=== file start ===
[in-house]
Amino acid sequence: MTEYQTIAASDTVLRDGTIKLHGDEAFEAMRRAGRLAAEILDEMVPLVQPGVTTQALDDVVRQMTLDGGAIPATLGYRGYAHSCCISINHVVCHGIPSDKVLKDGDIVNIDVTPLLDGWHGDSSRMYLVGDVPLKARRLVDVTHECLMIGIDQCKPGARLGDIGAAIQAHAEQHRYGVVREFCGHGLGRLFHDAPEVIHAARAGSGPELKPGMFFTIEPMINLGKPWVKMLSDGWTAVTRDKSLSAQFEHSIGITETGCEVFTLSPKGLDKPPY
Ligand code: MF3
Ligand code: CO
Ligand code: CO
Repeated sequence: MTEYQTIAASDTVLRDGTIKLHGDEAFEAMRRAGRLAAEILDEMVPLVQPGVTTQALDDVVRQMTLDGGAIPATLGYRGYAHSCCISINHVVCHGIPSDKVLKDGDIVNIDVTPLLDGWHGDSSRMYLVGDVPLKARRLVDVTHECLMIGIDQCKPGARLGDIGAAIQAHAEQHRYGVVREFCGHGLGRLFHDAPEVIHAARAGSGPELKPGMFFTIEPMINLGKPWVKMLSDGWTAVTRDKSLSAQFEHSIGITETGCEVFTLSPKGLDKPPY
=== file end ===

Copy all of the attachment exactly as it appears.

[in-house]
Amino acid sequence: MTEYQTIAASDTVLRDGTIKLHGDEAFEAMRRAGRLAAEILDEMVPLVQPGVTTQALDDVVRQMTLDGGAIPATLGYRGYAHSCCISINHVVCHGIPSDKVLKDGDIVNIDVTPLLDGWHGDSSRMYLVGDVPLKARRLVDVTHECLMIGIDQCKPGARLGDIGAAIQAHAEQHRYGVVREFCGHGLGRLFHDAPEVIHAARAGSGPELKPGMFFTIEPMINLGKPWVKMLSDGWTAVTRDKSLSAQFEHSIGITETGCEVFTLSPKGLDKPPY
Ligand code: MF3
Ligand code: CO
Ligand code: CO
Repeated sequence: MTEYQTIAASDTVLRDGTIKLHGDEAFEAMRRAGRLAAEILDEMVPLVQPGVTTQALDDVVRQMTLDGGAIPATLGYRGYAHSCCISINHVVCHGIPSDKVLKDGDIVNIDVTPLLDGWHGDSSRMYLVGDVPLKARRLVDVTHECLMIGIDQCKPGARLGDIGAAIQAHAEQHRYGVVREFCGHGLGRLFHDAPEVIHAARAGSGPELKPGMFFTIEPMINLGKPWVKMLSDGWTAVTRDKSLSAQFEHSIGITETGCEVFTLSPKGLDKPPY